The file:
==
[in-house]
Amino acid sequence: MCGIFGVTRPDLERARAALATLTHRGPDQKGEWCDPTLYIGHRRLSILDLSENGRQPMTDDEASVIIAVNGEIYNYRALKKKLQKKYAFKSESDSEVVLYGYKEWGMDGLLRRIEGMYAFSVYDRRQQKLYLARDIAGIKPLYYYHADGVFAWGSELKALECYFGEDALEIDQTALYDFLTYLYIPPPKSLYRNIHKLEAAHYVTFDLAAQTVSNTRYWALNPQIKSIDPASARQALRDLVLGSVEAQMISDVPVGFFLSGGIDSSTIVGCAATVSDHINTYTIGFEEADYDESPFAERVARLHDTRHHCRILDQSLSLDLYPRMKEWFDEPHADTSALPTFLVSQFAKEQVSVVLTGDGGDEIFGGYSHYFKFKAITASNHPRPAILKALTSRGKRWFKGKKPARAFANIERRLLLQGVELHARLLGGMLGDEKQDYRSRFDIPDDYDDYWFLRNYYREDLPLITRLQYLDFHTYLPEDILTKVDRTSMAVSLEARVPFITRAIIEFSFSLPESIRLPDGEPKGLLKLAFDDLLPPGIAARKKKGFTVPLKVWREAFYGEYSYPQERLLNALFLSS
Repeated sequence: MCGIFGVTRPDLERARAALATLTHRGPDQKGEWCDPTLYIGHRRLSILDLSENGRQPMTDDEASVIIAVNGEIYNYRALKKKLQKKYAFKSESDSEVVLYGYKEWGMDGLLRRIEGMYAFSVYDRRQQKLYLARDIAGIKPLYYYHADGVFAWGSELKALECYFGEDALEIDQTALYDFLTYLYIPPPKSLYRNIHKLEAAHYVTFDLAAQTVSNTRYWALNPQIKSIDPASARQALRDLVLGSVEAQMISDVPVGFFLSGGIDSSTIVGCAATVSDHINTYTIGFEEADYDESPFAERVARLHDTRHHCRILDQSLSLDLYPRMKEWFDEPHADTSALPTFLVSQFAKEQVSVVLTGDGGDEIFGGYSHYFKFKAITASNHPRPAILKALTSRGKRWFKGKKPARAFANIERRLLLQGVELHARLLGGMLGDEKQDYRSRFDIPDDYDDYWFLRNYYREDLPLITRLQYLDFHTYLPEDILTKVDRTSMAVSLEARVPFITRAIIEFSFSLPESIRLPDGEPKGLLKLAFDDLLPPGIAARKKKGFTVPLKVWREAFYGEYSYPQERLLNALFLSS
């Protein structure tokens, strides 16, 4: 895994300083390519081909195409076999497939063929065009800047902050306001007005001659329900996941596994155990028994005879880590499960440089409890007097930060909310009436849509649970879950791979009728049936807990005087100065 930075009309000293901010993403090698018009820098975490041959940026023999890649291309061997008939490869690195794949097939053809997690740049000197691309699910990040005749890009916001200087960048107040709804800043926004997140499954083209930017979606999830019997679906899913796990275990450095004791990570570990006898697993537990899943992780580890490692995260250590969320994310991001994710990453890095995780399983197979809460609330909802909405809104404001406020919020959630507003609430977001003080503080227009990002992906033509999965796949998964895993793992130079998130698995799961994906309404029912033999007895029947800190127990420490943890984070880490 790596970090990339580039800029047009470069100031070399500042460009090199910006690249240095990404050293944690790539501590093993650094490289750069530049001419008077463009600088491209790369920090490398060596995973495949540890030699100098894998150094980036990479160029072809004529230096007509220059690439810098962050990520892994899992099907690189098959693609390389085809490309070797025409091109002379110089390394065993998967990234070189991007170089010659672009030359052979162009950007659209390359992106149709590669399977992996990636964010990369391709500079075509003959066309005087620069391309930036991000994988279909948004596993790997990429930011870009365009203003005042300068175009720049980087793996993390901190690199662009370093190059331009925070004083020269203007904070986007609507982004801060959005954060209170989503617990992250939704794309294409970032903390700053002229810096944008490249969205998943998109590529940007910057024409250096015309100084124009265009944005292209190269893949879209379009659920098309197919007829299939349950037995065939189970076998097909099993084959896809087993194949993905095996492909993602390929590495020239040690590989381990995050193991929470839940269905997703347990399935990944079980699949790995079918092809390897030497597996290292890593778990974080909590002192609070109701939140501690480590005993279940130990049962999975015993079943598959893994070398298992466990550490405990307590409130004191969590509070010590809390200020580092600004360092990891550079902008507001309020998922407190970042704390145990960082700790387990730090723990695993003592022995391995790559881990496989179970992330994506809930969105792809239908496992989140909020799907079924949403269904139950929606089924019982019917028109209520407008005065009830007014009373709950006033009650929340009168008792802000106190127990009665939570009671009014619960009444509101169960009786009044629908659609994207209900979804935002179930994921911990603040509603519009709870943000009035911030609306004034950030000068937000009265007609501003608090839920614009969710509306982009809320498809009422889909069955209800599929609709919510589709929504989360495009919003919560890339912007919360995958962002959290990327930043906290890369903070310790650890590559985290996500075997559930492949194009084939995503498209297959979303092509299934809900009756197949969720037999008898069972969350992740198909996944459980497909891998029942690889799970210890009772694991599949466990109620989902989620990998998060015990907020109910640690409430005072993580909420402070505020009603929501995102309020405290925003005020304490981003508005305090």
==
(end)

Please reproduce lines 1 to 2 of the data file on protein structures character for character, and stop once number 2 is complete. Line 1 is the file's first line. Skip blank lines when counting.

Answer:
[in-house]
Amino acid sequence: MCGIFGVTRPDLERARAALATLTHRGPDQKGEWCDPTLYIGHRRLSILDLSENGRQPMTDDEASVIIAVNGEIYNYRALKKKLQKKYAFKSESDSEVVLYGYKEWGMDGLLRRIEGMYAFSVYDRRQQKLYLARDIAGIKPLYYYHADGVFAWGSELKALECYFGEDALEIDQTALYDFLTYLYIPPPKSLYRNIHKLEAAHYVTFDLAAQTVSNTRYWALNPQIKSIDPASARQALRDLVLGSVEAQMISDVPVGFFLSGGIDSSTIVGCAATVSDHINTYTIGFEEADYDESPFAERVARLHDTRHHCRILDQSLSLDLYPRMKEWFDEPHADTSALPTFLVSQFAKEQVSVVLTGDGGDEIFGGYSHYFKFKAITASNHPRPAILKALTSRGKRWFKGKKPARAFANIERRLLLQGVELHARLLGGMLGDEKQDYRSRFDIPDDYDDYWFLRNYYREDLPLITRLQYLDFHTYLPEDILTKVDRTSMAVSLEARVPFITRAIIEFSFSLPESIRLPDGEPKGLLKLAFDDLLPPGIAARKKKGFTVPLKVWREAFYGEYSYPQERLLNALFLSS